narrative) with her aunt, Miss Accordingly, in July 1861, Miss van Capellen, whom sickness had Tinne, accompanied by her mother detained at Khartoum. and aunt, Miss van Capellen (both It appeared to Speke and Grant were so attached to her that they that the question of the source of could not let her go without them), the Nile was now conclusively set out from The Hague to winter settled, and they did their best to at Cairo. They were joined by induce Miss van Capellen and her some Dutch friends, including Dr friends to desist from their enterSteudner, who died during the prise, believing that they could expedition, the Baron d'Ablaing, not grapple either with the malaand Herr von Heuglin, who, like rious fever or with the ferocious Miss Tinne, were interested in tribes that infested those parts. geographical exploration. Gather- But Miss Tinne was too detering a suitable retinue, they as- mined to be moved by such remoncended the Nile as far as Khar- strances. When these travellers toum. Meeting many vessels laden met Baker, they represented to him with captive slaves, Miss Tinne also that the great problem was learned for the first time the fright- solved, as the Nile had been seen ful cruelties to which these poor to flow out of the Victoria Nyanza. creatures were exposed, and the But they owned to him that they desire to lessen such sufferings had not pursued the course of the and protect the feeble among the river where, after leaving the Vicnatives became more than ever a toria Nyanza, it took a bend almost reason for her enterprise. Not due west; they had taken a straight finding Khartoum a suitable place line and come upon it farther on, where to spend the winter (at which where it resumed its northerly no one will wonder who recalls Sir direction. This was the very part Samuel Baker's account of it at of the river wbich Baker deterthat season), Miss Tinne and her mined to explore, and in exploring party hired a steamer and made which he discovered the lake Alà further ascent of the Nile, going bert Nyanza, having found that a little above Gondokoro. Here the Nile, after issuing from the they explored the tributary river Victoria Nyanza, flowed into the

, Sobat, and returned to Khartoum Albert, which he held to be the in the autumn of 1862. Gondo- true source.

Evidently the ladies koro was the place where prepara- were convinced that more light tions had been made for Captains might be thrown on the question Speke and Grant, in the event of of the sources : such was their betheir coming out alive (which was lief when they left Khartoum in hardly expected) after their jour- the spring of 1863 in order to ney from Zanzibar in quest of the explore anew the Bahr-el-Ghazal, source of the Nile. In point of a tributary of the Nile. Therefact, they did return about this after they intended to explore a very time after the discovery of the district in the neighbourhood of a Victoria Nyanza, and Sir Samuel mountain called Casinka and the Baker and his wife met them at Nyam-Nyam country. this very place, Gondokoro. But The expedition fitted out at they never came into personal con- Miss Tinne's expense consisted of

a steamer and five boats, 168 graphical Society of London had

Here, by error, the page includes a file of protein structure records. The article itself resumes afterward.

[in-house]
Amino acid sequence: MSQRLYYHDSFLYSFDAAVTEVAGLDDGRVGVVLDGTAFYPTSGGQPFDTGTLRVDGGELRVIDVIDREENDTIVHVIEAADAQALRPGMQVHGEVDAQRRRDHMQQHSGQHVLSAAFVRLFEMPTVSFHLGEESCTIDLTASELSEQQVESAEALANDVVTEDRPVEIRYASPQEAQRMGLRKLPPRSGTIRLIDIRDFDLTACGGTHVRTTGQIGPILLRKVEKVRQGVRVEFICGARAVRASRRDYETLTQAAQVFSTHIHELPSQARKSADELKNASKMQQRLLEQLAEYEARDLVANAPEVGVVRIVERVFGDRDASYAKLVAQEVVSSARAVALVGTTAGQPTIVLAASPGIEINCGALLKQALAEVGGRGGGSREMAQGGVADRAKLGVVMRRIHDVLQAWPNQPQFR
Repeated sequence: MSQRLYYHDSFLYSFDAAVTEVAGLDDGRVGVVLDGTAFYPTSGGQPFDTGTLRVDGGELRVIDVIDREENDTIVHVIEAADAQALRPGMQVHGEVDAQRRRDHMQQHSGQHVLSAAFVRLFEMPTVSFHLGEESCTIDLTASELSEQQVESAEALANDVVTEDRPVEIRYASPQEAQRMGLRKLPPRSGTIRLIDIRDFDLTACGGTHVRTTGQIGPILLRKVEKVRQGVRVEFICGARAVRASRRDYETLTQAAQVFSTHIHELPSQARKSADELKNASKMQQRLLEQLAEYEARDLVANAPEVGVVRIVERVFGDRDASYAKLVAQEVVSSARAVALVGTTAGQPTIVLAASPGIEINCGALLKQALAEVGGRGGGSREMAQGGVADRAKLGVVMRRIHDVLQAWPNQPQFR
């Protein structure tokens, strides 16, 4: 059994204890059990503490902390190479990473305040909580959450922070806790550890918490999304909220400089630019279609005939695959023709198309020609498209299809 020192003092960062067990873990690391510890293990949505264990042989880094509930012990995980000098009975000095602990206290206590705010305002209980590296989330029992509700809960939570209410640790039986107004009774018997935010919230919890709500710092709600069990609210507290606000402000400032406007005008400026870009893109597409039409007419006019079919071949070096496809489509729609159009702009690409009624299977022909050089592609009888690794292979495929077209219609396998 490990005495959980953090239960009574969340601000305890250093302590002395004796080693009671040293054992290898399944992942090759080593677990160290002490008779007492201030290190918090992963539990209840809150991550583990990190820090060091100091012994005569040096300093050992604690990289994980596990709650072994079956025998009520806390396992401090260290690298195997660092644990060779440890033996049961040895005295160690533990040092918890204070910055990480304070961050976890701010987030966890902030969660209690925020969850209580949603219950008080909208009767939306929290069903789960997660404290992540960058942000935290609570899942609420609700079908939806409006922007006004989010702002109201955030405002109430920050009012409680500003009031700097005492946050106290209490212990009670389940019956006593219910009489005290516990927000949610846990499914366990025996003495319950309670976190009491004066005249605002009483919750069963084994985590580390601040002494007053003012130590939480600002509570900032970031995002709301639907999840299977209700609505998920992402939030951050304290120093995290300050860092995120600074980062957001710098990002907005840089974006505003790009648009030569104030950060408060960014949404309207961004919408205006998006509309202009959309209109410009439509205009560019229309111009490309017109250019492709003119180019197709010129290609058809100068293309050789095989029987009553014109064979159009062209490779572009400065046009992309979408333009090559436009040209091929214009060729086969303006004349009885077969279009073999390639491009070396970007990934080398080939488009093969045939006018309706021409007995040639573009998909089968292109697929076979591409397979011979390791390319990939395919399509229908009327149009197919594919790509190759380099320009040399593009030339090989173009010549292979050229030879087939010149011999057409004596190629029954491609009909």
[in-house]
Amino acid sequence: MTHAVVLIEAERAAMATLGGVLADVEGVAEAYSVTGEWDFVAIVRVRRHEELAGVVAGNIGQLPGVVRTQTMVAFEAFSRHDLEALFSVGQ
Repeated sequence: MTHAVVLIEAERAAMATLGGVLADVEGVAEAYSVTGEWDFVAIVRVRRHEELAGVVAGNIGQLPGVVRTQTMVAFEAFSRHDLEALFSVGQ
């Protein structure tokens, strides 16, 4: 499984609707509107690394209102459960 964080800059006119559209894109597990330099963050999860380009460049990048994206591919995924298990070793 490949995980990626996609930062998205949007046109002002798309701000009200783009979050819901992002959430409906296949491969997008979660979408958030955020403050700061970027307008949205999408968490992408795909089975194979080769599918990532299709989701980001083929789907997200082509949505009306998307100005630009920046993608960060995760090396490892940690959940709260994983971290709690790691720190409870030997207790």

persons (of whom a considerable been receiving short accounts of
number were soldiers), four camels, the expedition, which they re-
and thirty mules and donkeys. garded with great interest, partly
The expedition was on such a owing to its being the first ex-
scale, and so grand, that the natives pedition of the kind undertaken
averred that Miss Tinne was the by ladies, and partly to the extra-
daughter of the Sultan. At first ordinary curiosity then felt about
they got on wonderfully well; the particular spot of Africa which
they had fewer difficulties than they were exploring, and about
Baker encountered on the same the sources of the Nile. The
route a few months later. But, Society were supplied with in-
at the best, it was very trying telligence by Mr John Tinne, one
and toilsome work. The Bahr-el- of their members, a step-brother of
Ghazal was found to be a great Miss Tinne’s. Sir Roderick Mur-
swamp, blocked by such masses of chison, President of the Society,
vegetation that the paddles had spoke of the ladies oftener than
to be taken off, and the steamer once in highly commendatory terms
towed through it by the boats. in his opening address, and at
When they reached the head of other times.
the Bahr, the party had to take When Mr John Tinne heard of
to marching overland. The coun- the disasters which had terminated
try was full of beauty — birds, the expedition and compelled his
trees, and plants being alike most sister to return to Cairo, he has-

tened to her, and endeavoured to But terrible disasters fell upon persuade her to give up the East them now. Miss van Capellen and return to Europe. But she had already died at Khartoum, had become such an Oriental in and Dr Steudner, Madame Tinne, her tastes and modes of life that two maids, and other members of she resisted all his appeals. Her the party, were successively at- household at Cairo was constituted tacked by fever and cut off. Some after the oriental fashion; her idea of the hardships encountered principal servants were allowed to may be formed from the fact that be polygamists; wherever she went the tents would sometimes be she was attended by a eunuch; overthrown by torrents of rain, and she adopted the costume of and the inmates deprived of all the Arabian women. One trait shelter. On one of these occasions of her character attracted no little Miss Tinne was prostrated by notice—her kindness to animals. fever, and the party prevented On one occasion she had taken from travelling for many days. into her stables two donkeys that Provisions fell short, and porters were ill-used by their owners, and mutinied. After all, Speke and had given them rest and food. Grant were right. It was not From that time all the sick and work for ladies. Overcome by worn-out donkeys of the town such an accumulation of disasters, were brought to her place to be Miss Tinne had to abandon further cured. When Herr Gentz called exploration for the time: she re- upon her, he found apes sunning turned to Cairo, Herr von Heuglin themselves on the outside stairs ; remaining to prosecute the explor- inside, little negroes, the children ation.

of her slaves, lay basking in the All this time the Royal Geo- sunshine; and long-haired Nubian